But some research notes that the Dunning-Kruger effect may result from low metacognition — the ability to understand and be aware of what you know and what you don’t know.
Cognitive bias, or the tendency to align thoughts with existing beliefs, may also play a role. For instance, if someone has strong views on a topic, they may not accept scientific evidence that suggests their belief is wrong.
Anyone can experience the Dunning-Kruger effect, including experts or highly educated people. Still, individuals who tend to be less self-aware or don’t rely on critical thinking may be most impacted by this psychological phenomenon.
Problems that can arise from this effect may be mild or severe. For example, a person claiming at a dinner party to have extensive knowledge about a random topic may come across as annoying. However, this is much less impactful on others than someone who overestimates their skills in a dangerous situation.
For instance, a truck driver overestimating their ability to drive through a storm could result in an accident, or a surgeon overestimating their skills could result in patient injury.
Inaccurate self-assessment can also result in the opposite effect, known as imposter syndrome. People with this way of thinking underestimate their abilities, downplay successes, and have persistent self-doubt even though they’re highly qualified.
If you’re experiencing imposter syndrome, you may constantly feel like you’re a fraud and attribute your successes to luck or outside factors rather than competence.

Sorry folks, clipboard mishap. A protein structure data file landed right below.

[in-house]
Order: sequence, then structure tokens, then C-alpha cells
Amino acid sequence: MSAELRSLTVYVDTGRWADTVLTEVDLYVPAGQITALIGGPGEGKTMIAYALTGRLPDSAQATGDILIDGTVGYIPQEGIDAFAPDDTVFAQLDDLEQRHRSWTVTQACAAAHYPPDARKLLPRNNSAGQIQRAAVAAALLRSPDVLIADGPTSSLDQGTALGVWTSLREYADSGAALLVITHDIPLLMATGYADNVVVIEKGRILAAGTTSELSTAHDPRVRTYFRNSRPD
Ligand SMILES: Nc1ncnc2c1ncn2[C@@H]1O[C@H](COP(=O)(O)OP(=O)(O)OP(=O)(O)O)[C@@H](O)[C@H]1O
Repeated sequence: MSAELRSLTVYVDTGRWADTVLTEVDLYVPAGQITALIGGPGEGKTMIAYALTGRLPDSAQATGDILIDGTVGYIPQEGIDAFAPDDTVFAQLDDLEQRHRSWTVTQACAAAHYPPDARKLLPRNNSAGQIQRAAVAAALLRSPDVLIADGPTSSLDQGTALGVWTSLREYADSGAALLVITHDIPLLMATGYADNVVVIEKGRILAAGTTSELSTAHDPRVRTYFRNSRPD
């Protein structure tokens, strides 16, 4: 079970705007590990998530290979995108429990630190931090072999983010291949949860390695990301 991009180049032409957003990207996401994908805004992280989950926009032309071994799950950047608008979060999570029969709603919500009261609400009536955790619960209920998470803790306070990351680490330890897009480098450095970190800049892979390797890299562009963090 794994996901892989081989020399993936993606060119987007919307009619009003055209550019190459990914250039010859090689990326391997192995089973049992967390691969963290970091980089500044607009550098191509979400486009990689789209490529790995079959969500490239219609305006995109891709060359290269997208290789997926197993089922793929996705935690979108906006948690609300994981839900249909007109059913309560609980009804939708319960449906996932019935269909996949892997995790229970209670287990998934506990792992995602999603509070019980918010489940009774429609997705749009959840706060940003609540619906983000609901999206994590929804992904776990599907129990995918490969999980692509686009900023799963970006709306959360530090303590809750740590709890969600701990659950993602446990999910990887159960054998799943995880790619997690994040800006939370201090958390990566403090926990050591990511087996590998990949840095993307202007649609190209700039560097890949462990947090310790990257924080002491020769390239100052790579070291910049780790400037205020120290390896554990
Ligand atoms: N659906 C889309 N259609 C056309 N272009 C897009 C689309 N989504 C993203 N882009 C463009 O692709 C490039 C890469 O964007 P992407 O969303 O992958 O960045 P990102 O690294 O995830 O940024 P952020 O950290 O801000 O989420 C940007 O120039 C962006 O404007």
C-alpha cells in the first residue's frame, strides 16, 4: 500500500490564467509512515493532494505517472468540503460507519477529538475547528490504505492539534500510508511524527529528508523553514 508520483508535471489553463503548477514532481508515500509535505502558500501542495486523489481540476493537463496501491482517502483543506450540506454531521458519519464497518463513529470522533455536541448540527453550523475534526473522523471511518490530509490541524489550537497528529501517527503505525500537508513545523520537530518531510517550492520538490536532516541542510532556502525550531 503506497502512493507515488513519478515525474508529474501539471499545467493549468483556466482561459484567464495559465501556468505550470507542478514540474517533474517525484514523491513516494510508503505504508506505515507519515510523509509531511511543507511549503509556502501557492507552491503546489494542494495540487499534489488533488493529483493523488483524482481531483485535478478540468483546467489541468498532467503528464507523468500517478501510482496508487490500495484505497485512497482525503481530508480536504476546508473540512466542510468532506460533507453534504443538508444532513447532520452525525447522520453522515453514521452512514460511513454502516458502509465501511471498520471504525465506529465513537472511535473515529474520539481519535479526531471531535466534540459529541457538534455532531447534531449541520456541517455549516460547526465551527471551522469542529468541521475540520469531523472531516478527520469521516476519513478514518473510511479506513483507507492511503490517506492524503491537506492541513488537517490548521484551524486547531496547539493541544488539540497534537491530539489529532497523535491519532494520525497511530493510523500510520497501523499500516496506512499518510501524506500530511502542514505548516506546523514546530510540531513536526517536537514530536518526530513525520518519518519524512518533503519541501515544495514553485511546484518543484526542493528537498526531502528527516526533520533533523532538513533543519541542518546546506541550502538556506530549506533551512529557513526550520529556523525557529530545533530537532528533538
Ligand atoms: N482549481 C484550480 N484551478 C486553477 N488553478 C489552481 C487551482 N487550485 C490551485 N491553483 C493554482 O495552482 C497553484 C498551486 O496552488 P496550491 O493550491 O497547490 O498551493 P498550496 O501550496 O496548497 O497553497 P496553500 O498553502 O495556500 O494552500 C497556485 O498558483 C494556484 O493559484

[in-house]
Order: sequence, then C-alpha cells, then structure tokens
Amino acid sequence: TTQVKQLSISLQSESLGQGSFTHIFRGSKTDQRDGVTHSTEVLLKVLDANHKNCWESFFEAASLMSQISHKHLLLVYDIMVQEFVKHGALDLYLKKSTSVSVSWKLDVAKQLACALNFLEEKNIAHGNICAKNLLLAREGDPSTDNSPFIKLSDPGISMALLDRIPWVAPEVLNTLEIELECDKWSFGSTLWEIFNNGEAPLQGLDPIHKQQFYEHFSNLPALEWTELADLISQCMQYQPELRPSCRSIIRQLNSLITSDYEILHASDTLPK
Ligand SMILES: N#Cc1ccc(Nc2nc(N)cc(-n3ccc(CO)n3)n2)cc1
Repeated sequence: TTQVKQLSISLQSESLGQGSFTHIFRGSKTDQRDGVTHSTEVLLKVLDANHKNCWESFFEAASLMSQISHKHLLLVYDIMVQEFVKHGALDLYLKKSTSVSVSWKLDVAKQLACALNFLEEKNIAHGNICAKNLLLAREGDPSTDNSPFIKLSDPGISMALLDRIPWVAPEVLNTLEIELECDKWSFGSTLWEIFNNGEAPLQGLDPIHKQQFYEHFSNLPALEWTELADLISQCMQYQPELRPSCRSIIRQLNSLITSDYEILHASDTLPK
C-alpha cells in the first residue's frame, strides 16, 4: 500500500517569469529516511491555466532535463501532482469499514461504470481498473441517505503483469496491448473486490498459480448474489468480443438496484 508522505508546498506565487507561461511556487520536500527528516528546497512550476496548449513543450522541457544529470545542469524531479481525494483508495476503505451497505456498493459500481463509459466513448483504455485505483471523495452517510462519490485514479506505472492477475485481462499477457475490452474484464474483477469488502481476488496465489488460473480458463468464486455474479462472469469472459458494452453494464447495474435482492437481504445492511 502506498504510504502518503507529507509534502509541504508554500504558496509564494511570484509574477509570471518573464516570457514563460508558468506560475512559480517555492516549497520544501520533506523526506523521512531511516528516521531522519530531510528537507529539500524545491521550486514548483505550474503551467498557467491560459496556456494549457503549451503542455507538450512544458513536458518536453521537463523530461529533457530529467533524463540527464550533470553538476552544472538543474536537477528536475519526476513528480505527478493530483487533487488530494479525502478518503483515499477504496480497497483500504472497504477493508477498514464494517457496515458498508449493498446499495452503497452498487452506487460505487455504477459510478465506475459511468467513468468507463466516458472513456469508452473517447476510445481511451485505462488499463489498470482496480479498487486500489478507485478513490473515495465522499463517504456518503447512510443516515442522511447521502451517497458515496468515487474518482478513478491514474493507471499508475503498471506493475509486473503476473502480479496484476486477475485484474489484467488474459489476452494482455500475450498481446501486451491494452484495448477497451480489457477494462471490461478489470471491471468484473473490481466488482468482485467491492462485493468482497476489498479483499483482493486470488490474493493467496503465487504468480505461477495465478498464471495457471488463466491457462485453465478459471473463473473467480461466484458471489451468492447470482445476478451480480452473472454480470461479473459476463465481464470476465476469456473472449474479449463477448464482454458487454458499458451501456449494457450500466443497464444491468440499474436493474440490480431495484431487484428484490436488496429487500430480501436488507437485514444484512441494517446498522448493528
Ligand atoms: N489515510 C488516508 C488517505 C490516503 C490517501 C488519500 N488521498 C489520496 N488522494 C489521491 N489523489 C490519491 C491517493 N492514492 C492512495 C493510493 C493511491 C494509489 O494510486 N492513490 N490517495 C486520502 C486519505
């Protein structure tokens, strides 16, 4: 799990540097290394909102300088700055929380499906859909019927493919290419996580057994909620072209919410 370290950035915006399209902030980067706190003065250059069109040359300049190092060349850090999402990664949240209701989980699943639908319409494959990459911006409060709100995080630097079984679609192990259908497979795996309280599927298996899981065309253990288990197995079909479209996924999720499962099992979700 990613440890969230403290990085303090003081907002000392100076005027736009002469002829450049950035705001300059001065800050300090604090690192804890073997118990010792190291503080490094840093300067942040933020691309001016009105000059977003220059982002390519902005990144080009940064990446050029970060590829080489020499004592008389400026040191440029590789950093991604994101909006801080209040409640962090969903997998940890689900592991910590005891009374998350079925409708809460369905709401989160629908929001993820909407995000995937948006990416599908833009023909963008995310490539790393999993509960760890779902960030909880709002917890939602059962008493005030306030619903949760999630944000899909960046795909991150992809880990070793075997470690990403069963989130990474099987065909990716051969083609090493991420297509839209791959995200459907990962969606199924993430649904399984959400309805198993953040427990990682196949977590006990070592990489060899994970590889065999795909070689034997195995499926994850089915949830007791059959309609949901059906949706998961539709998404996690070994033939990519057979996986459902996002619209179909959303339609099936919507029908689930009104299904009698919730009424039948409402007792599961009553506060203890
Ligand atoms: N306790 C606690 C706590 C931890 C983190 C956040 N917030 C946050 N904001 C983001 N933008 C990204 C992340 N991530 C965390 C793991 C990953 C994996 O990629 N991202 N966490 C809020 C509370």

Like the Dunning-Kruger effect, imposter syndrome is considered a phenomenon and not recognized as a disorder in the DSM-5.
Although you may not be able to completely avoid this phenomenon in others, there are ways to manage it if you’re exhibiting the Dunning-Kruger effect, such as:
- Continually ask yourself, do I really know enough about this, or could I learn more?
- Avoid assuming your skills always match the task at hand.
- Ask for and be willing to accept honest feedback from friends, family, or co-workers.
- Question your own beliefs to determine whether they’re impacting your ability to self-assess your knowledge or skills.
If you believe you know someone who is exhibiting the Dunning-Kruger effect, you could consider:
- Avoiding debate or arguments with the person unless necessary, as they genuinely believe they are experts.
- Exercising empathy and realizing their overinflated competence is most likely stemming from deeply rooted personal challenges.
- Realizing their comments and behaviors have nothing to do with you, and they are often unaware of their shortcomings.
- Offering them the educational resources needed to increase their knowledge and abilities so they are more in line with their self-assessments.
The Dunning-Kruger effect describes someone who inaccurately assesses their knowledge and skills and believes their competence level far exceeds their actual abilities. It can impact personal and professional relationships and occurs across various domains, from social situations to workplaces.
People who experience this psychological phenomenon may lack self-awareness, have reduced metacognition, exhibit cognitive bias, and may not be aware of their inadequacies. But more research is needed.
If you are dealing with someone exhibiting Dunning-Kruger-related behaviors, it’s helpful to know that their thoughts and actions stem from their own challenges and have nothing to do with you and your abilities.
But if you think you may be the person experiencing the Dunning-Kruger effect, there are ways to manage it.
First, you could determine areas in your life you may not be as knowledgeable as you believe. You could then work toward accepting constructive criticism, feedback, and knowledge from others to better align your skills with your self-assessed competence level.